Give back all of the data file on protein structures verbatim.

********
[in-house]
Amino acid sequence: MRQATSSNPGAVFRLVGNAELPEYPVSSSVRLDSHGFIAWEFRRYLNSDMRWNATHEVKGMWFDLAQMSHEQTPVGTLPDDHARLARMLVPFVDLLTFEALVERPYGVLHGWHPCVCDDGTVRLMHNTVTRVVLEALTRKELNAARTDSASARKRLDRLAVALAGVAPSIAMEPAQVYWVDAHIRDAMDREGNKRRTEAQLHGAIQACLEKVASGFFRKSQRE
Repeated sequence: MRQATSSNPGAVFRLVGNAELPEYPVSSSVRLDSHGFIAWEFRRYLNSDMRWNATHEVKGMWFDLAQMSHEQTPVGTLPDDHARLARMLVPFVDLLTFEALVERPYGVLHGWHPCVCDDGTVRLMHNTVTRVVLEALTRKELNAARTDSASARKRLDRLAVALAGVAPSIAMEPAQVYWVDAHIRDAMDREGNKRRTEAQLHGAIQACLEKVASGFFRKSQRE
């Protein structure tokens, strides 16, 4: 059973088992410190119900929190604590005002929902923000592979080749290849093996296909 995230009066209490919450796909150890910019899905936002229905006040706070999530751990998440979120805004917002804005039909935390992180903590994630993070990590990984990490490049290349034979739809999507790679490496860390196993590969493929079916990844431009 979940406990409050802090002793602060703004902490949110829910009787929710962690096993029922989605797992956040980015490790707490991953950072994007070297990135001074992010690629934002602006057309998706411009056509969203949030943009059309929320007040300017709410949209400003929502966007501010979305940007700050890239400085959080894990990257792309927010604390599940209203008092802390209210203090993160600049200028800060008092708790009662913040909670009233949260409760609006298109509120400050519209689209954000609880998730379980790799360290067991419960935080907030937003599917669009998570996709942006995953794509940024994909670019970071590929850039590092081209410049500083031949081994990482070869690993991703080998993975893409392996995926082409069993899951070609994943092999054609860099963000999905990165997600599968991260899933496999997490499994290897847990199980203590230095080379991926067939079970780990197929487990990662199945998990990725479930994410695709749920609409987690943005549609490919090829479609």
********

[in-house]
Amino acid sequence: MRQATSSNPGAVFRLVGNAELPEYPVSSSVRLDSHGFIAWEFRRYLNSDMRWNATHEVKGMWFDLAQMSHEQTPVGTLPDDHARLARMLVPFVDLLTFEALVERPYGVLHGWHPCVCDDGTVRLMHNTVTRVVLEALTRKELNAARTDSASARKRLDRLAVALAGVAPSIAMEPAQVYWVDAHIRDAMDREGNKRRTEAQLHGAIQACLEKVASGFFRKSQRE
Repeated sequence: MRQATSSNPGAVFRLVGNAELPEYPVSSSVRLDSHGFIAWEFRRYLNSDMRWNATHEVKGMWFDLAQMSHEQTPVGTLPDDHARLARMLVPFVDLLTFEALVERPYGVLHGWHPCVCDDGTVRLMHNTVTRVVLEALTRKELNAARTDSASARKRLDRLAVALAGVAPSIAMEPAQVYWVDAHIRDAMDREGNKRRTEAQLHGAIQACLEKVASGFFRKSQRE
């Protein structure tokens, strides 16, 4: 059973088992410190119900929190604590005002929902923000592979080749290849093996296909 995230009066209490919450796909150890910019899905936002229905006040706070999530751990998440979120805004917002804005039909935390992180903590994630993070990590990984990490490049290349034979739809999507790679490496860390196993590969493929079916990844431009 979940406990409050802090002793602060703004902490949110829910009787929710962690096993029922989605797992956040980015490790707490991953950072994007070297990135001074992010690629934002602006057309998706411009056509969203949030943009059309929320007040300017709410949209400003929502966007501010979305940007700050890239400085959080894990990257792309927010604390599940209203008092802390209210203090993160600049200028800060008092708790009662913040909670009233949260409760609006298109509120400050519209689209954000609880998730379980790799360290067991419960935080907030937003599917669009998570996709942006995953794509940024994909670019970071590929850039590092081209410049500083031949081994990482070869690993991703080998993975893409392996995926082409069993899951070609994943092999054609860099963000999905990165997600599968991260899933496999997490499994290897847990199980203590230095080379991926067939079970780990197929487990990662199945998990990725479930994410695709749920609409987690943005549609490919090829479609």